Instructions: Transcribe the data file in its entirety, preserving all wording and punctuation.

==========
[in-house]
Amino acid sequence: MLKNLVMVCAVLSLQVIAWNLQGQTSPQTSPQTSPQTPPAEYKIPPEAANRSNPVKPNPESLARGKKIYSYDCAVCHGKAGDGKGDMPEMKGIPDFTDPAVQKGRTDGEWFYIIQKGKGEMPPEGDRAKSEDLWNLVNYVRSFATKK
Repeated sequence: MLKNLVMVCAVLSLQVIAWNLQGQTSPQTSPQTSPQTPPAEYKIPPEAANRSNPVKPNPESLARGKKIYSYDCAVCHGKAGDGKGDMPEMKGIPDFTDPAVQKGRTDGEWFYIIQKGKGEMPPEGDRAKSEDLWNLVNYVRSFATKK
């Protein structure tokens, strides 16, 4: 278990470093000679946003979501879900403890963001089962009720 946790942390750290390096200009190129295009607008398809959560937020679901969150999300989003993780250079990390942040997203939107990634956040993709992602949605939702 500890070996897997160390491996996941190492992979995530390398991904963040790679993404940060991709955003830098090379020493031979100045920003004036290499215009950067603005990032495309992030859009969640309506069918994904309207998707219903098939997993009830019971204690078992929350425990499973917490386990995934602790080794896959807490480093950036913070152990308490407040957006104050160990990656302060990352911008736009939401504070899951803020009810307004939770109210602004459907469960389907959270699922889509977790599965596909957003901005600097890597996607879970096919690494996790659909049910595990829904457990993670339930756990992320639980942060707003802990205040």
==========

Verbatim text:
[in-house]
Amino acid sequence: MLKNLVMVCAVLSLQVIAWNLQGQTSPQTSPQTSPQTPPAEYKIPPEAANRSNPVKPNPESLARGKKIYSYDCAVCHGKAGDGKGDMPEMKGIPDFTDPAVQKGRTDGEWFYIIQKGKGEMPPEGDRAKSEDLWNLVNYVRSFATKK
Repeated sequence: MLKNLVMVCAVLSLQVIAWNLQGQTSPQTSPQTSPQTPPAEYKIPPEAANRSNPVKPNPESLARGKKIYSYDCAVCHGKAGDGKGDMPEMKGIPDFTDPAVQKGRTDGEWFYIIQKGKGEMPPEGDRAKSEDLWNLVNYVRSFATKK
């Protein structure tokens, strides 16, 4: 278990470093000679946003979501879900403890963001089962009720 946790942390750290390096200009190129295009607008398809959560937020679901969150999300989003993780250079990390942040997203939107990634956040993709992602949605939702 500890070996897997160390491996996941190492992979995530390398991904963040790679993404940060991709955003830098090379020493031979100045920003004036290499215009950067603005990032495309992030859009969640309506069918994904309207998707219903098939997993009830019971204690078992929350425990499973917490386990995934602790080794896959807490480093950036913070152990308490407040957006104050160990990656302060990352911008736009939401504070899951803020009810307004939770109210602004459907469960389907959270699922889509977790599965596909957003901005600097890597996607879970096919690494996790659909049910595990829904457990993670339930756990992320639980942060707003802990205040």